Although Lustig understood that elevated insulin levels were linked to obesity, he hadn’t focused on the relationship between insulin and sugar. Like most other medical professionals at the time, he thought all calories were essentially alike in their ability to make us fat. The problem with sugar, this line of thinking goes, is that it provides only empty calories, negligible in nutritional value.
And yet as Lustig began to look more closely at the literature on sugar in preparation for the symposium, a different picture emerged. Table sugar, or sucrose, is made up of equal parts glucose and fructose, but it was the molecule of fructose that grabbed his attention. Fructose didn’t seem to act at all like most substances we consume. Rather, Lustig realized, it behaved like one particular substance: alcohol.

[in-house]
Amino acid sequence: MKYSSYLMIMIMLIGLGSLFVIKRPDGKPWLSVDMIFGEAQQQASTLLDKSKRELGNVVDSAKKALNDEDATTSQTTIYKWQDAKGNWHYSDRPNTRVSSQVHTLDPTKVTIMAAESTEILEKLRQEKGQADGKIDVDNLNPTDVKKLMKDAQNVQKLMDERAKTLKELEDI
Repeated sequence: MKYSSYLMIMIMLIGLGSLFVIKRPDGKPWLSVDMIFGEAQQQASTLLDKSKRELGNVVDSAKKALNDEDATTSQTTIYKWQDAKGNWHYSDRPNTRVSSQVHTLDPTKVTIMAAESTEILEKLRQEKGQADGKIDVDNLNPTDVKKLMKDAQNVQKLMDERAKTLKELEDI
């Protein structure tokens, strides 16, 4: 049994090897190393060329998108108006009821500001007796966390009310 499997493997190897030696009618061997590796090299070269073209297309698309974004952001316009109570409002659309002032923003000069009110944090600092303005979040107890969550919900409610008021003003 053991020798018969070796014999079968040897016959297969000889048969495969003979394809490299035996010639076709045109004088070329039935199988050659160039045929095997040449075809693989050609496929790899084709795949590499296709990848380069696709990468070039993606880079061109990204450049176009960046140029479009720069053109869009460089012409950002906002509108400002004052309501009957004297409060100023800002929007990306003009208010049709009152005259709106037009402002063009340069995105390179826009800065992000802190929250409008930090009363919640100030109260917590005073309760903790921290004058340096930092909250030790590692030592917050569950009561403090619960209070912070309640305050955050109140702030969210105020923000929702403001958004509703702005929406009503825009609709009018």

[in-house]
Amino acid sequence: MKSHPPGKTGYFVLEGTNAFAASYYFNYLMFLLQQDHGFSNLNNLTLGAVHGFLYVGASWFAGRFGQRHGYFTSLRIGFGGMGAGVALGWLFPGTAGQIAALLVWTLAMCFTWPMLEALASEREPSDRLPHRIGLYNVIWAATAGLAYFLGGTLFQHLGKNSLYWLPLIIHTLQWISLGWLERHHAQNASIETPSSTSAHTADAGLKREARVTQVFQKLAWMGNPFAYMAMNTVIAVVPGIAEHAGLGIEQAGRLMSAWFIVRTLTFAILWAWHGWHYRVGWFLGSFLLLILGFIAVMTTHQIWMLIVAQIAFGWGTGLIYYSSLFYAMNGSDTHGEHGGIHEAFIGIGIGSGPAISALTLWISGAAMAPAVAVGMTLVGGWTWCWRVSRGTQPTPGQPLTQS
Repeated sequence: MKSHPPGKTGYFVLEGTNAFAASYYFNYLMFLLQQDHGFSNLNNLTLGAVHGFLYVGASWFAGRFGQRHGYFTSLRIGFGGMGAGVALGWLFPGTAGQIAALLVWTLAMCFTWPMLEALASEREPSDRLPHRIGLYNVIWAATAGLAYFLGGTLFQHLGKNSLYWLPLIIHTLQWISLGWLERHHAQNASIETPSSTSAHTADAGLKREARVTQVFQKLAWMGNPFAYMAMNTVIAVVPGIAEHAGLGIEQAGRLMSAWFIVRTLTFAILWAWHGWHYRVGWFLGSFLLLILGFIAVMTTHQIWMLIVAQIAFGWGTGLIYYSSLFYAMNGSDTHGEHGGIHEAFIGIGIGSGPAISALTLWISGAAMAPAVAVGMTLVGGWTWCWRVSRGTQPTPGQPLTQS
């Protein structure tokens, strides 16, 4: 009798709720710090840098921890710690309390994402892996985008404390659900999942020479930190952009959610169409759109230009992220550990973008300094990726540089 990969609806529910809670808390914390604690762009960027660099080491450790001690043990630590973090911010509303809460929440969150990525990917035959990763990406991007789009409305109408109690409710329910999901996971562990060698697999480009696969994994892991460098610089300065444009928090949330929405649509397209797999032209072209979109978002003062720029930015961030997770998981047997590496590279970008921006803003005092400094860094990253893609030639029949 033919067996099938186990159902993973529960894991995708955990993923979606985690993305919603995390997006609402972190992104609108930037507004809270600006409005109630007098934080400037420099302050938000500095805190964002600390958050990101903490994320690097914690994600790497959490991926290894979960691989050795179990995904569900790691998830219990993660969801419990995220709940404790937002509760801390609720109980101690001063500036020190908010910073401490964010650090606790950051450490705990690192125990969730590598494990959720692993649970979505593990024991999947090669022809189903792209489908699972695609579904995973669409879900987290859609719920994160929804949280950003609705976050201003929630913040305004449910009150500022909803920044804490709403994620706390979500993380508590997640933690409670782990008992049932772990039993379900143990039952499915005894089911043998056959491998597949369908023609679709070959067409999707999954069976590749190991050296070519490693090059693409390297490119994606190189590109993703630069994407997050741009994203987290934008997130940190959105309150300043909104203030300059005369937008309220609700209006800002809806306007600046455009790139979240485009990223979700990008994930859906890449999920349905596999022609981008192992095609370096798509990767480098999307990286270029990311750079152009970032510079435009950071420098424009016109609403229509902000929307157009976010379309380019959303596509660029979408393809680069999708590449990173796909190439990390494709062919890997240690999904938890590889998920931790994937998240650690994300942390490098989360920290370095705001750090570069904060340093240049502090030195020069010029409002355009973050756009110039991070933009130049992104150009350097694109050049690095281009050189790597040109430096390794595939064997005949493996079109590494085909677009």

In some ways, the connection between alcohol and fructose was obvious enough. After all, fermentation can turn both glucose and fructose into alcohol. But while glucose is metabolized by every cell in the body, fructose—like alcohol—is primarily metabolized in the liver, where some of it is converted into fat through a process known as de novo lipogenesis. Consume enough fructose and you could very well end up not only increasing the fat in your blood but also fattening your liver, just as you might by drinking too much alcohol. In fact, that’s exactly what happens in rodents. “I started to research the sugar literature, and it was almost like a one-to-one match,” Lustig says of the similarities between the metabolism of fructose and alcohol. This led him to his controversial conclusion: consumed chronically in large amounts—that is, the way most of us consume it—sugar is poison.